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Saturday, September 18, 2021

Knoxville College: The Creator of Knoxville’s Black Middle Class

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By Michael Blum

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            One of the most interesting pieces of Knoxville’s history is a report written in 1967. Usually reports are dull, lists of facts.  This one is different because it contains interesting insights into Knoxville College’s role in the city’s history.  The report titled, Social and Economic Conditions in Knoxville, Tennessee as They Affect the Negro was written by J. Harvey Kern of the National Urban League. It covers all areas of Black life in the city, including history, economics, and the Civil Rights Movement. The report combines relevant statistics and interviews conducted by KC Professor James Williams and seven undergraduate students.  

            Overall, the report is bleak. It shows the harmful effects of racism, employment discrimination, and segregation. However, one bright spot emerges—the efforts of Knoxville College.  It is clear, in 1967, Knoxville College educated most of the city’s Black middle class, primarily schoolteachers, or professional or technical workers. Drawing on this history, Knoxville College is in the process of becoming, once again, a creator of the middle class.

            President Leonard Adams is the right person to lead the effort.  A quick glance at the school’s strategic plan provides a road map.  Part of the first strategic goal is to make education the school’s flagship degree and start a workforce development program. The third goal seeks to create partnerships with different institutions, including universities, vocational and trade schools, and corporations to provide students’ good jobs.  This idea combined with the “development of new business/educational opportunities and job creation in the Mechanicsville Neighborhood” will create economic growth in the area.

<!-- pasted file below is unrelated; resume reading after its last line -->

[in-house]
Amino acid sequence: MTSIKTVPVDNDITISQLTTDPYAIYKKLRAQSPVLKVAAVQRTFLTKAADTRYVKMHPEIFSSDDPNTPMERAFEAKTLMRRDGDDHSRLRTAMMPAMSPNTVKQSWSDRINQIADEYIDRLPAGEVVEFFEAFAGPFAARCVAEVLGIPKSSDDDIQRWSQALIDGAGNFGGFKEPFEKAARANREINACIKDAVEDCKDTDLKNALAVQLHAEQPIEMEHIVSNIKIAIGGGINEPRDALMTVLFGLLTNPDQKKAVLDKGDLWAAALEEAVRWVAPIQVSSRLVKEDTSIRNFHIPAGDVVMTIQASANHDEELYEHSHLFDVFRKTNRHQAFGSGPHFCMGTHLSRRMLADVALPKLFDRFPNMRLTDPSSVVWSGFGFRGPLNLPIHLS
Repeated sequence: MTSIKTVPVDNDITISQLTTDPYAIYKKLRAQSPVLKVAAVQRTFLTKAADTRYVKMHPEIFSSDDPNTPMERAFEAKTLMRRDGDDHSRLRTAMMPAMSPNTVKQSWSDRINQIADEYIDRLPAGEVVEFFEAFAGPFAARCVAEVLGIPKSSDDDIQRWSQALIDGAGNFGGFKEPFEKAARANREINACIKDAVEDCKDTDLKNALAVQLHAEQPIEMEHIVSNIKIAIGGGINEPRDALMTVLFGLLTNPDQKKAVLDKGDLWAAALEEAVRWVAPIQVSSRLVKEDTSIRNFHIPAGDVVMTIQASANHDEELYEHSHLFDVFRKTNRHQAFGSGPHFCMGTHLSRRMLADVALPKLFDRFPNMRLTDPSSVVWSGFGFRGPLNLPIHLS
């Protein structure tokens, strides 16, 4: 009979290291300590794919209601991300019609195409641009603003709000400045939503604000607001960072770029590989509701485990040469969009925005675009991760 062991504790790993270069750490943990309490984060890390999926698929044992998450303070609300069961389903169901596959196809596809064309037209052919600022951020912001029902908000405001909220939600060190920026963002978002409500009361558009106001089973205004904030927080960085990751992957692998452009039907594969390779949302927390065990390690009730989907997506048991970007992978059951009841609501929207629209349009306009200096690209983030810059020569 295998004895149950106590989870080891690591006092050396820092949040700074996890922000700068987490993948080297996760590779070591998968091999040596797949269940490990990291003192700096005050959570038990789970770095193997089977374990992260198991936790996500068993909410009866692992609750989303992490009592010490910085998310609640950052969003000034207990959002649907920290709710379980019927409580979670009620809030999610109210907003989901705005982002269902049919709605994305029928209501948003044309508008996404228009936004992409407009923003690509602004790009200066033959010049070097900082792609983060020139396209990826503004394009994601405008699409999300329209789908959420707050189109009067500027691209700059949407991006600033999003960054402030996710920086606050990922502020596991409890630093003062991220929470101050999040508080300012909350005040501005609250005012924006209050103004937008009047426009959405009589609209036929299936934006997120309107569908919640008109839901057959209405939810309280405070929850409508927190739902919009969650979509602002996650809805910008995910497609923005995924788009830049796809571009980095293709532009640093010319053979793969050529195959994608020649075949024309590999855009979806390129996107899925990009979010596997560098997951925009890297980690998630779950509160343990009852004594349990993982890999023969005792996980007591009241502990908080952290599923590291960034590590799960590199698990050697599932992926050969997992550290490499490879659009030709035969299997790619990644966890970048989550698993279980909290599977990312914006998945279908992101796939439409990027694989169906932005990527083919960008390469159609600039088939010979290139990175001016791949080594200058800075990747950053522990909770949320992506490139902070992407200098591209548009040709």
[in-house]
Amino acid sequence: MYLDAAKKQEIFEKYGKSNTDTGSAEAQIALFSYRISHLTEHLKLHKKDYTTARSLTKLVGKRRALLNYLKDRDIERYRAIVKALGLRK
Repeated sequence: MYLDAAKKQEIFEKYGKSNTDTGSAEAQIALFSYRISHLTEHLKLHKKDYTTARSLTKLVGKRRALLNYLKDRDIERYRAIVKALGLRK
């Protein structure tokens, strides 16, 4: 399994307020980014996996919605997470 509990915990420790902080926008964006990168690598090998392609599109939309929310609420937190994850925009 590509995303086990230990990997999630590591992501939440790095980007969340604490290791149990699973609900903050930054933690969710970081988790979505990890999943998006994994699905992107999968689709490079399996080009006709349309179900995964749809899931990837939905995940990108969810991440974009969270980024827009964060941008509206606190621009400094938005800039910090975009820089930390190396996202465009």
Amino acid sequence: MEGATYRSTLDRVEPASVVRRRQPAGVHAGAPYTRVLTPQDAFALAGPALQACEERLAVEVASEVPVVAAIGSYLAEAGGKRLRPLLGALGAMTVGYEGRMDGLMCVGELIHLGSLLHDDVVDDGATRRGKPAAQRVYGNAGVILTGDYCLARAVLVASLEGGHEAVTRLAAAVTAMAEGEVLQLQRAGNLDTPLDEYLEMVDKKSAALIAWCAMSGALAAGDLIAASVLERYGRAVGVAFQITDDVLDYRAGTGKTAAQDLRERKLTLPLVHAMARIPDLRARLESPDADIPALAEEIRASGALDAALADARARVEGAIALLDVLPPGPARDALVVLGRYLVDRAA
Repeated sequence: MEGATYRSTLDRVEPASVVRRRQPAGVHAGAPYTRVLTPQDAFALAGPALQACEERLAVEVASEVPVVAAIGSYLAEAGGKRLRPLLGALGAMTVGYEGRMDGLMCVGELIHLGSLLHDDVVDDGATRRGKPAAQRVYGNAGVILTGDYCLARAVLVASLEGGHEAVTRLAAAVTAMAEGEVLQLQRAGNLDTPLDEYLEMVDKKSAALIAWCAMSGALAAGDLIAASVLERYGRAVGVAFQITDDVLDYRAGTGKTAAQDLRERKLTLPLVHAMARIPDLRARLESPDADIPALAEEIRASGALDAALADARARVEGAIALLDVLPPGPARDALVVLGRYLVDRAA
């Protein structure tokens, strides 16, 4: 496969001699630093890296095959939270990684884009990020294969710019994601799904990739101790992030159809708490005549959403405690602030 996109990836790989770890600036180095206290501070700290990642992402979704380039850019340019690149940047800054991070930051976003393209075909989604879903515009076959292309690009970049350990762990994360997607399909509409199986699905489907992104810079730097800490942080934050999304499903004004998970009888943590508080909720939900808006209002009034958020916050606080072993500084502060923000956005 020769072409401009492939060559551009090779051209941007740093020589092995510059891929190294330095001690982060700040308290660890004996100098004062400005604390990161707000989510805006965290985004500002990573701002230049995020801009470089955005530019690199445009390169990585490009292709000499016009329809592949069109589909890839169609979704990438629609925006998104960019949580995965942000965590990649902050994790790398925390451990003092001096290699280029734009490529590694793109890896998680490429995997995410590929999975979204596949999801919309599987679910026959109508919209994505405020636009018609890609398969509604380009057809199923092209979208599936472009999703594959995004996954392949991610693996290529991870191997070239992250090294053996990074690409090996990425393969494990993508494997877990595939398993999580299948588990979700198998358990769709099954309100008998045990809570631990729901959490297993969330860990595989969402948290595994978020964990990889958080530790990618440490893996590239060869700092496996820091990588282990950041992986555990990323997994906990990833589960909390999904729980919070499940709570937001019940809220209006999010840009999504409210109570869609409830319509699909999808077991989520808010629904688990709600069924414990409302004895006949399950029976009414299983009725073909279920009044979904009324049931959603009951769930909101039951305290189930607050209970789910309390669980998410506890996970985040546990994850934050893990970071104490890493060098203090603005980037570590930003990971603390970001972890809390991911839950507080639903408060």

The plan has already achieved results.  In June, KC received a $200,000 grant from the Knoxville Community Agency Grant program.  The grant will help renovate the Alumni Library so it can house the workforce development program.  Chief Operating Officer Dasha Lundy says that KC’s return “is key to solving some of the systemic inequalities that harm the city’s Black communities.” Doing so, provides a path to the middle class and resuming KC’s role as the creator of Knoxville Black middle class.  

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